And once all these questions have been carefully examined, you will still have barely scratched the surface. As you develop this new awareness of a horrible problem, it's important to also remain aware of the fact that there are many, many forms of aid that hurt more than they help. 

There are better charities than Invisible Children and their Kony 2012 campaign, ones that assist afflicted people without limiting their self-determination, and base their actions on reasoned considerations of facts on the ground rather than emotional reaction to exploitative media campaigns. Below are some links, in case you’re really interested in helping. 

Wednesday, March 7, 2012

Of democracy, faith, and bodily fluids.

Rick Santorum, a fervent Roman Catholic (I take issue with his stranglehold on what that designation means, but that's not the issue here), says that he felt like throwing up upon hearing John F. Kennedy's speech about the separation of church and state.

Rick Santorum, a fervent Roman Catholic, wouldn't even be a viable candidate today had it not been for that speech and the discourse of which it was a part (nor would Romney, but he's at least admitted as much).

So Rick Santorum, a fervent Roman Catholic and the primary beneficiary of John F. Kennedy's speech on the separation of church and state, is nauseated by that very same speech.

Rick Santorum is not just a fool. He's as close as one can get to embodying Proverbs 26:11 without literally being a vomit-eating dog.

"As a dog returneth to his vomit, so a fool returneth to his folly." (KJV)

 *Image brazenly pilfered from one of the single most wonderful places on the internet, Hyperbole and a Half.

Tuesday, January 17, 2012

Conference on literature and religion at UCI.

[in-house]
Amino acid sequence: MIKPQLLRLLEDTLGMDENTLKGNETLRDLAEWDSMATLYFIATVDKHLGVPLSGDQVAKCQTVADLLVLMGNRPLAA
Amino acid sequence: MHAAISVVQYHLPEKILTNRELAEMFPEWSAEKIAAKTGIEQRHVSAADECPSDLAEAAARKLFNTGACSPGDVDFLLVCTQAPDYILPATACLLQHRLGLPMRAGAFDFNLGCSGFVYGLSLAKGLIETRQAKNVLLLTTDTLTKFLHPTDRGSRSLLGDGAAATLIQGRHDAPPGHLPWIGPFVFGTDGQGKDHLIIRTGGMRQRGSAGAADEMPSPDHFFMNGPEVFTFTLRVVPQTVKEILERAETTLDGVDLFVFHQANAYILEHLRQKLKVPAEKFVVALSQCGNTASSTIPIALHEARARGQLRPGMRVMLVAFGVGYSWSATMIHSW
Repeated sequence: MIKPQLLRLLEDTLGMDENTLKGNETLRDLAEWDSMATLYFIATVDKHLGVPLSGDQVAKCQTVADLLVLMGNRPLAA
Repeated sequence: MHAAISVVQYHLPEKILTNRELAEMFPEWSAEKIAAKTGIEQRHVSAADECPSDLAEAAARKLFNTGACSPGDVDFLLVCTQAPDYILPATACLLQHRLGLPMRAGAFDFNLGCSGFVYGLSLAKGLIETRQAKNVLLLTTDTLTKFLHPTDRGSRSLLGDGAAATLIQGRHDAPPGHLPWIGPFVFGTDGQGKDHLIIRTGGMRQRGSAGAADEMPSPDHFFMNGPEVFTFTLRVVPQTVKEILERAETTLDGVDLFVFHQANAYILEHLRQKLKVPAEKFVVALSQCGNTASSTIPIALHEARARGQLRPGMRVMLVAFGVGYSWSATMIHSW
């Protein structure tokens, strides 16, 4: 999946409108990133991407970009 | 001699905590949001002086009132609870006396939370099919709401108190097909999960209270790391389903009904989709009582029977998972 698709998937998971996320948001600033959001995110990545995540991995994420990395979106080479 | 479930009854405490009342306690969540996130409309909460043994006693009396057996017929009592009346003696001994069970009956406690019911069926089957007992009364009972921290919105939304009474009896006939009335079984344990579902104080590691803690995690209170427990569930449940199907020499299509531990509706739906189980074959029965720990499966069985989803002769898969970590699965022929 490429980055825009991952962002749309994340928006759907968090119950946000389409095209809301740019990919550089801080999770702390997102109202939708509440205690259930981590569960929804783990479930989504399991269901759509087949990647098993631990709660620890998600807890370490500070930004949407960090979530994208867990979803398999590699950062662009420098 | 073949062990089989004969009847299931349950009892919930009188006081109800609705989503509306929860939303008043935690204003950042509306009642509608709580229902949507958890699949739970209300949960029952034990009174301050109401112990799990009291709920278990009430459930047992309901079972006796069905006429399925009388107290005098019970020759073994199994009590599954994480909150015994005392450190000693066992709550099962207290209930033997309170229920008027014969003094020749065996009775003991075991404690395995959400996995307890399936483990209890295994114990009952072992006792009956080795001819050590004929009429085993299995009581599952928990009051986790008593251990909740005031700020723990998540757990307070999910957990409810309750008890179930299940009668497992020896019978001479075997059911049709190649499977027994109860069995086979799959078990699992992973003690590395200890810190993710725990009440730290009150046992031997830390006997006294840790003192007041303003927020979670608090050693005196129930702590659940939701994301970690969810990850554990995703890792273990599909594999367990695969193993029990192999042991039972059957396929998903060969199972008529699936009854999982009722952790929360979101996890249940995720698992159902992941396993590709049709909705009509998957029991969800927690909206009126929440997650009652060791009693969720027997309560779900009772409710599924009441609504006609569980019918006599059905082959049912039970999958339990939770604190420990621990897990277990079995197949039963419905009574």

Hey there. It's been a while. Anyway, I'm one of the people organizing this conference and, if you're still reading this blog and this topic interests you, you should come. And if you're not reading this blog and the topic interest you, you should come. And if you're a tumblr-er, tumble this page:

Literature { } Religion
Inaugural Conference for the Study of Literature and Religion.
The University of California, Irvine.
Friday, May 11, 2012.

Studies of the relationship between literature and religion have picked up significant momentum in recent years, with many scholars in the humanities, arts, and social sciences taking a “religious” or “postsecular” turn in their work. This conference seeks to gather scholars across varied disciplines and areas of expertise to explore the wide variety of intersections, parallels, collaborations, ruptures, and inspirations to be found under the rubric of a discussion focused on literature and/or/with/on/of/against/about/in religion. 

Without privileging either term or limiting the prepositions or conjunctions between them, UCI’s “Literature { } Religion” conference is conceived with all the broadness that its name implies.  We seek extensive engagement with various religious traditions both Western and Eastern, monotheistic, polytheistic, or non-theistic. Papers may include but are not limited to studies of any literary, rhetorical, narrative, or textual aspects of literature and religion. We invite essays on exegesis and hermeneutics; discursive intersections of civil and canon law; ethics and justice explored in religious and secular literature; the poetics of holy writings; political theology; orthodoxies and/or heterodoxies; humanisms; religious art and imagery; literary works about religion; secularization and the post-secular; religious aesthetics; literature as a mode of religious engagement; comparative literary and religious studies; and conflicts mediated through literature and religion. Papers will be 15-20 minutes long to permit time for discussion.

Finally, there will be a plenary session with Professor Jack Miles (UCI), Pulitzer Prize-winning author of God: A Biography and editor of the forthcoming Norton Anthology of World Religions, which will be published in two volumes at almost 4,000 pages in Fall 2013. Professor Miles will share his views and lead a discussion on the relationship between literature and religion.
This conference will take place on Friday, May 11, 2012, at the University of California, Irvine.

Those who heed the call for papers should send abstracts to Brian Garcia (, to whom inquires may also be addressed. Abstracts should be no longer than 300 words, and should arrive before January 30, 2012. Invitees will be notified by March 30, 2012.

Wednesday, December 14, 2011

Speechless (because immigrants took my speech).